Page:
This was one of the most genuine love developments I think I’ve read in a long time — there was nothing ‘insta’ about it, and so much is in question about whether there’s even a real love interest for most of the book. I loved that. And I found myself routing for Scarlett and Julian to get together. And since so much is so … unclear? … Caraval actually ends up focusing an awful lot on trust and belief and choice and love. And I thought those themes played wonderfully together.
I actually didn’t like the surprise ending.
Okay, so everyone raves about how incredibly unexpected the ending is. I admit I was surprised too. But I actually didn’t like most of it. Maybe it’s the writer in me, but I just … well, I wanted something different to happen. As a reader I was thrilled. But … well, I’m a sadistic writer. I can’t say what bothered me about it without giving MAJOR spoilers, unfortunately.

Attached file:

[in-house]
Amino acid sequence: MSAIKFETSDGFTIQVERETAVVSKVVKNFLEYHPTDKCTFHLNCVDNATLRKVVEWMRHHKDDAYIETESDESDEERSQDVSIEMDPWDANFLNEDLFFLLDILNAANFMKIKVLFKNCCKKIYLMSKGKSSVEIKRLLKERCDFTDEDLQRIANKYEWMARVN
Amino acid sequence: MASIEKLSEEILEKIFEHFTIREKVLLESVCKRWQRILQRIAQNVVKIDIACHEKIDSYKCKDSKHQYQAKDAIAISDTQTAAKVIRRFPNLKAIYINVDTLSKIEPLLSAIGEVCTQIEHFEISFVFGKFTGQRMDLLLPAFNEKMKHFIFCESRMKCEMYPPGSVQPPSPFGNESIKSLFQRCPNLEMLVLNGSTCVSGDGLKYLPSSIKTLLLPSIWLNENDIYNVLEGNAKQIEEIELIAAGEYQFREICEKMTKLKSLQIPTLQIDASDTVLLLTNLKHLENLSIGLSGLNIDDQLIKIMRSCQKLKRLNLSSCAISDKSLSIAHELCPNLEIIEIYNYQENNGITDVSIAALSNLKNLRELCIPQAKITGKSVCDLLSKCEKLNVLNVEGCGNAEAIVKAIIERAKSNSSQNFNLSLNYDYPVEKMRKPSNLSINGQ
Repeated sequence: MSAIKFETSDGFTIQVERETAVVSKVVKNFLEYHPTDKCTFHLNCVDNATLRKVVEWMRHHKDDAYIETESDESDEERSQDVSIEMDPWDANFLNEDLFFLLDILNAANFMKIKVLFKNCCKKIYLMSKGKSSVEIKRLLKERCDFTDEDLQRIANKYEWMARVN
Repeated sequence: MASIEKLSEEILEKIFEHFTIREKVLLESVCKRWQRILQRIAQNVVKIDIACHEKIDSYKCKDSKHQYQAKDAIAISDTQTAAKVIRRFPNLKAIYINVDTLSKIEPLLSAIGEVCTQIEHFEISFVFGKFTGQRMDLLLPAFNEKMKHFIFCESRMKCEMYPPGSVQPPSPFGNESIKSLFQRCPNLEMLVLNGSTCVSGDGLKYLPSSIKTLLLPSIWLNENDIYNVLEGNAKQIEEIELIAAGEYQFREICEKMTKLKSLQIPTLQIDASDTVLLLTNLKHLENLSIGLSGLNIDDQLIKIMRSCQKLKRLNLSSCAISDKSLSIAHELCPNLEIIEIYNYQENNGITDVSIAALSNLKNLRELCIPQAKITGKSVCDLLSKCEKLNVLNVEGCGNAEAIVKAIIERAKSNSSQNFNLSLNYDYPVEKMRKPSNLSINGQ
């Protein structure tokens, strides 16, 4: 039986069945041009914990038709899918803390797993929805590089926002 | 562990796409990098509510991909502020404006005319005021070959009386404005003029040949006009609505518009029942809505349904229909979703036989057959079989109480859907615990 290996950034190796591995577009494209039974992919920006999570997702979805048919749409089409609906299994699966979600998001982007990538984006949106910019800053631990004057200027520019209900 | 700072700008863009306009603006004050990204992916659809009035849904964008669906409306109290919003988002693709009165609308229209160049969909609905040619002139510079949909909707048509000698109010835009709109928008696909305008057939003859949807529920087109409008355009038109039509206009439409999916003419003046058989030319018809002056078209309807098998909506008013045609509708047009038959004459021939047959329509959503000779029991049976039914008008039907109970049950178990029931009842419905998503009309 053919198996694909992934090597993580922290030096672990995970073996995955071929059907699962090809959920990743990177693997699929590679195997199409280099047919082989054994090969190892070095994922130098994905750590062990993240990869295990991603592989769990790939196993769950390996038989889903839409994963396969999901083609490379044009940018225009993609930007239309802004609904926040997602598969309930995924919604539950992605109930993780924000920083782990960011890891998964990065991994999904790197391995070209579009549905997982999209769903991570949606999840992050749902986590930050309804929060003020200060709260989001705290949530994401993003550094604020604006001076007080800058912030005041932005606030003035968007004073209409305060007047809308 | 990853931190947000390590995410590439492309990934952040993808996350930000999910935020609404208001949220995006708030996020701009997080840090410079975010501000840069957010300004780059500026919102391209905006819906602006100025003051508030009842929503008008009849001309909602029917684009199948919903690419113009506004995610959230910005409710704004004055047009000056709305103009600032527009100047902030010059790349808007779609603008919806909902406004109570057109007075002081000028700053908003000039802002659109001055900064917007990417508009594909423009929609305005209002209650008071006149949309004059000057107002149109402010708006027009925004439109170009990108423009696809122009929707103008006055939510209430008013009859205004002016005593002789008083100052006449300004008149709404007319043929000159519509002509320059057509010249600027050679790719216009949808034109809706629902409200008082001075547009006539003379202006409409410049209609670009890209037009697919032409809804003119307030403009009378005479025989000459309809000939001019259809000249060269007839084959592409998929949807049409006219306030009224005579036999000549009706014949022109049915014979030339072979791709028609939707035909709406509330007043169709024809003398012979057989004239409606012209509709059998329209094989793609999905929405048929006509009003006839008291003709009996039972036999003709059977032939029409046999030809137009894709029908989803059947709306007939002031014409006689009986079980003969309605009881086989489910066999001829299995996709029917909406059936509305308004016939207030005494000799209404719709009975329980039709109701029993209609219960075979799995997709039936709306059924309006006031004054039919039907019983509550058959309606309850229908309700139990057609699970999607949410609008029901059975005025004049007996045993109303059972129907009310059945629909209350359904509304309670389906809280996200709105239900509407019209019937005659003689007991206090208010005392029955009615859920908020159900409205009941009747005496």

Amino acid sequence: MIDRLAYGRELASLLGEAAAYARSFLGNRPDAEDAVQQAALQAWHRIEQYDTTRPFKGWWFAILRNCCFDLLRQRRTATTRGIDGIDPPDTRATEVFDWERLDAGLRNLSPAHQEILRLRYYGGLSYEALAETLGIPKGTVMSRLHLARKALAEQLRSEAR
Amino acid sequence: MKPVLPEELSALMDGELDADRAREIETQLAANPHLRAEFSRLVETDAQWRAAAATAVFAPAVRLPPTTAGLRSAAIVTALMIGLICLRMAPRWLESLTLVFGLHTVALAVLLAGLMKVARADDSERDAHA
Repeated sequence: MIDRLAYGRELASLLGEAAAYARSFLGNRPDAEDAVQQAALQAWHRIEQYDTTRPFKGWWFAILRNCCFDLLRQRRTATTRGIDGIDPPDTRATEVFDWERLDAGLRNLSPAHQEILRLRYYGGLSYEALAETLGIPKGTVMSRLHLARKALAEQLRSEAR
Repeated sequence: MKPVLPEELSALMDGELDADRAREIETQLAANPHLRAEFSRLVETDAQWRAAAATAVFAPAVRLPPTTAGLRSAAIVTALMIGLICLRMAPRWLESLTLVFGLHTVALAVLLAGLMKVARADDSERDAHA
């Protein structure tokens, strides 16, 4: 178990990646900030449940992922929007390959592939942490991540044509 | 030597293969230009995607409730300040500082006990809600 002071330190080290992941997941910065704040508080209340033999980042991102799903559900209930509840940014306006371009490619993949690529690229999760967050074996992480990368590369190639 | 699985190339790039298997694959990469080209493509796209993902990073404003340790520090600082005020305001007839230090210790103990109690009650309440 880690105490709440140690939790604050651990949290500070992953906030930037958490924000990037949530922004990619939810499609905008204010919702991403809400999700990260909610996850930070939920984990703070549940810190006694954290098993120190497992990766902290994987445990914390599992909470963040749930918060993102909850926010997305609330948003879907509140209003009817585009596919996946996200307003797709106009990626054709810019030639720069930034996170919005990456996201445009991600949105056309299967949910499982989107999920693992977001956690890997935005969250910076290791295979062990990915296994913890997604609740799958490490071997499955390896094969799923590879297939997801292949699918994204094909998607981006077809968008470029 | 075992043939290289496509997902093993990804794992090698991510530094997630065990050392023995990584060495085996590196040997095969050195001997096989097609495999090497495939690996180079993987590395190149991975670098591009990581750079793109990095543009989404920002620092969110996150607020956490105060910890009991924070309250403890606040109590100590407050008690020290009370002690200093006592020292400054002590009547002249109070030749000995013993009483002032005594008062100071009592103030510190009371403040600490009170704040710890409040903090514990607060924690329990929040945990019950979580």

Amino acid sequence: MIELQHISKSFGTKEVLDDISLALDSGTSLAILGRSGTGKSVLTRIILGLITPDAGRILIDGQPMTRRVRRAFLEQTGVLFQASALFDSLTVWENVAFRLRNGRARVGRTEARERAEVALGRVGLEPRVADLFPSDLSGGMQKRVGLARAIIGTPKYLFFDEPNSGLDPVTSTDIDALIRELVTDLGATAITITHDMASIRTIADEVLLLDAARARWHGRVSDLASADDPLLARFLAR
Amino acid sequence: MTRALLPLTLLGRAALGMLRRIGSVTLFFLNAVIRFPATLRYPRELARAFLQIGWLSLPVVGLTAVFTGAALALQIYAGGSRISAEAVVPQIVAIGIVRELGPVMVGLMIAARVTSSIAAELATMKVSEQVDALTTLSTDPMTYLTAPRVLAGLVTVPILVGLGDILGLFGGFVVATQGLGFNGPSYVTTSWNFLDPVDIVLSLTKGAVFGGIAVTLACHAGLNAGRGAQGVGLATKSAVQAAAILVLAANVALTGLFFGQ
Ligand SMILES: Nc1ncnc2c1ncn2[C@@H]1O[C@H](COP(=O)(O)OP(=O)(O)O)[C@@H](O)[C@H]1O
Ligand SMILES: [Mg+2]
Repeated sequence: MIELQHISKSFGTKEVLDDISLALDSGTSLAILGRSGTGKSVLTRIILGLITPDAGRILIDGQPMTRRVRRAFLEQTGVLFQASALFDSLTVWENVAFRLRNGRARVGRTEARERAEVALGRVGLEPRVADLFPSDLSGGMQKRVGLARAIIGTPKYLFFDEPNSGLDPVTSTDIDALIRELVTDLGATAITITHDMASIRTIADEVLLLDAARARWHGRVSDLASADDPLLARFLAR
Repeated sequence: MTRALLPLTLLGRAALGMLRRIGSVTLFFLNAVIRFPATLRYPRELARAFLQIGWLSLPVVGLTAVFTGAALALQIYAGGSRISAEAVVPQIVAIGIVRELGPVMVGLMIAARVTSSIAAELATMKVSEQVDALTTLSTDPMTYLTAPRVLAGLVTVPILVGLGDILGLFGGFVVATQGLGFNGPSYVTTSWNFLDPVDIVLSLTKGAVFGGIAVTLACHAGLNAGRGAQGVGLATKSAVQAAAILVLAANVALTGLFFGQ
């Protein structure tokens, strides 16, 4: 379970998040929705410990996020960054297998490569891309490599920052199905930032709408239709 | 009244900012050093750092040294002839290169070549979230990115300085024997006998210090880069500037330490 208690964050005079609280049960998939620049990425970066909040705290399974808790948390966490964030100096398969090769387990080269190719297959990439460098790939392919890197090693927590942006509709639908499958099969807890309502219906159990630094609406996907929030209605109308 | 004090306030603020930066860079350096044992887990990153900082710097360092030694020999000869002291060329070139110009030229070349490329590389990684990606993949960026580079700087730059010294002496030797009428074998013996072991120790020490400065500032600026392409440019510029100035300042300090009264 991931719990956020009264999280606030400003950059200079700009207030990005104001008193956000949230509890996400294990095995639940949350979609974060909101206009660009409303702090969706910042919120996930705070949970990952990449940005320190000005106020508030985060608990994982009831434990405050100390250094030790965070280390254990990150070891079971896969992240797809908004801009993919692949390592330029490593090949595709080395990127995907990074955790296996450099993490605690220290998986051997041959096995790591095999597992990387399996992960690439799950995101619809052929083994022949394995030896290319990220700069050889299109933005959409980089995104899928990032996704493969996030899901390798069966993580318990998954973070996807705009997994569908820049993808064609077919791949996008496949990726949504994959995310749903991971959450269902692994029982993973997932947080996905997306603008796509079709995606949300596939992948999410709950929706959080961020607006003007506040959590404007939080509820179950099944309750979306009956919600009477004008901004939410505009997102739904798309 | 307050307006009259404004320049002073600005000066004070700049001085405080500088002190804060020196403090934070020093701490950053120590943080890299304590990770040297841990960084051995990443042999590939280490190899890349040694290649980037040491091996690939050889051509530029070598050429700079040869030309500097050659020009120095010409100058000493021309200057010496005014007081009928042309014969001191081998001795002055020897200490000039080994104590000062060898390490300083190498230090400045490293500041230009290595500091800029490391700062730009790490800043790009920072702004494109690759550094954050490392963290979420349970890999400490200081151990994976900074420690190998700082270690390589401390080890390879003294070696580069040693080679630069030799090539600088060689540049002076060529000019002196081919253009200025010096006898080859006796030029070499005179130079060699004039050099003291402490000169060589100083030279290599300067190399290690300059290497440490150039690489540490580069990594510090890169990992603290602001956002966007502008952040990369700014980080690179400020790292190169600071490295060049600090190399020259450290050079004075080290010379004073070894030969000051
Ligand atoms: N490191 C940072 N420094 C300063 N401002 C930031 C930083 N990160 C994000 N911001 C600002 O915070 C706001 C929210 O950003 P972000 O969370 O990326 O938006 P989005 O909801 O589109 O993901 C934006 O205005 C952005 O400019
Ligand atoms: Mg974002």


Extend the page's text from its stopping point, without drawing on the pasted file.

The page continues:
The world didn’t feel broad to me.
There were so many interesting things that could have been explored in this world, and I was kind of left wanting. So much took place within Caraval itself, but the buildup to get there could have been much more dynamic. Since the book starts with letters that are signed “Scarlett, from the conquered Isle of Trisda,” I was fully expecting to learn more about Trisda and its status as a “conquered isle.” Instead we got … well, we got Caraval.
And there’s a TON of history to Caraval that gets revealed throughout the book (which I loved), but I feel like there was an overwhelming focus on just one or two key points in Caraval’s history, and I wish more aspects had been explored. There’s reference to a progression of events, but then only one example that really gets revisited over and over. I just wanted more.